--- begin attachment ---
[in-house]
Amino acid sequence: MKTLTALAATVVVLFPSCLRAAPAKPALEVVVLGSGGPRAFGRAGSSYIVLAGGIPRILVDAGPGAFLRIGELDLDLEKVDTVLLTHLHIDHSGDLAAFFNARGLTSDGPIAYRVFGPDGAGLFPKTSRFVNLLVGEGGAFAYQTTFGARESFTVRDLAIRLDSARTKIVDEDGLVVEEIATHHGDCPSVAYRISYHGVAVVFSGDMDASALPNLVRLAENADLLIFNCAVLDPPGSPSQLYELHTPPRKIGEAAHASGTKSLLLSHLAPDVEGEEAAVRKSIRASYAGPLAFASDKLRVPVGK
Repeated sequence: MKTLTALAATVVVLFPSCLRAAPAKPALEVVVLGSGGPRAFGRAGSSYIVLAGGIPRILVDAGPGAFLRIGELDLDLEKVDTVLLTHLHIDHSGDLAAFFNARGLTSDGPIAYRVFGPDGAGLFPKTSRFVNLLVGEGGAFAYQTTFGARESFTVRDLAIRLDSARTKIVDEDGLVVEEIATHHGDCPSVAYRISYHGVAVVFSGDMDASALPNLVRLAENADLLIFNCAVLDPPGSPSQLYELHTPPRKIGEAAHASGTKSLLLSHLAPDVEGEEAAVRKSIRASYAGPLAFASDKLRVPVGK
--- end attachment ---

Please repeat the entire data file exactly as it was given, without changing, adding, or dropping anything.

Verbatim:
[in-house]
Amino acid sequence: MKTLTALAATVVVLFPSCLRAAPAKPALEVVVLGSGGPRAFGRAGSSYIVLAGGIPRILVDAGPGAFLRIGELDLDLEKVDTVLLTHLHIDHSGDLAAFFNARGLTSDGPIAYRVFGPDGAGLFPKTSRFVNLLVGEGGAFAYQTTFGARESFTVRDLAIRLDSARTKIVDEDGLVVEEIATHHGDCPSVAYRISYHGVAVVFSGDMDASALPNLVRLAENADLLIFNCAVLDPPGSPSQLYELHTPPRKIGEAAHASGTKSLLLSHLAPDVEGEEAAVRKSIRASYAGPLAFASDKLRVPVGK
Repeated sequence: MKTLTALAATVVVLFPSCLRAAPAKPALEVVVLGSGGPRAFGRAGSSYIVLAGGIPRILVDAGPGAFLRIGELDLDLEKVDTVLLTHLHIDHSGDLAAFFNARGLTSDGPIAYRVFGPDGAGLFPKTSRFVNLLVGEGGAFAYQTTFGARESFTVRDLAIRLDSARTKIVDEDGLVVEEIATHHGDCPSVAYRISYHGVAVVFSGDMDASALPNLVRLAENADLLIFNCAVLDPPGSPSQLYELHTPPRKIGEAAHASGTKSLLLSHLAPDVEGEEAAVRKSIRASYAGPLAFASDKLRVPVGK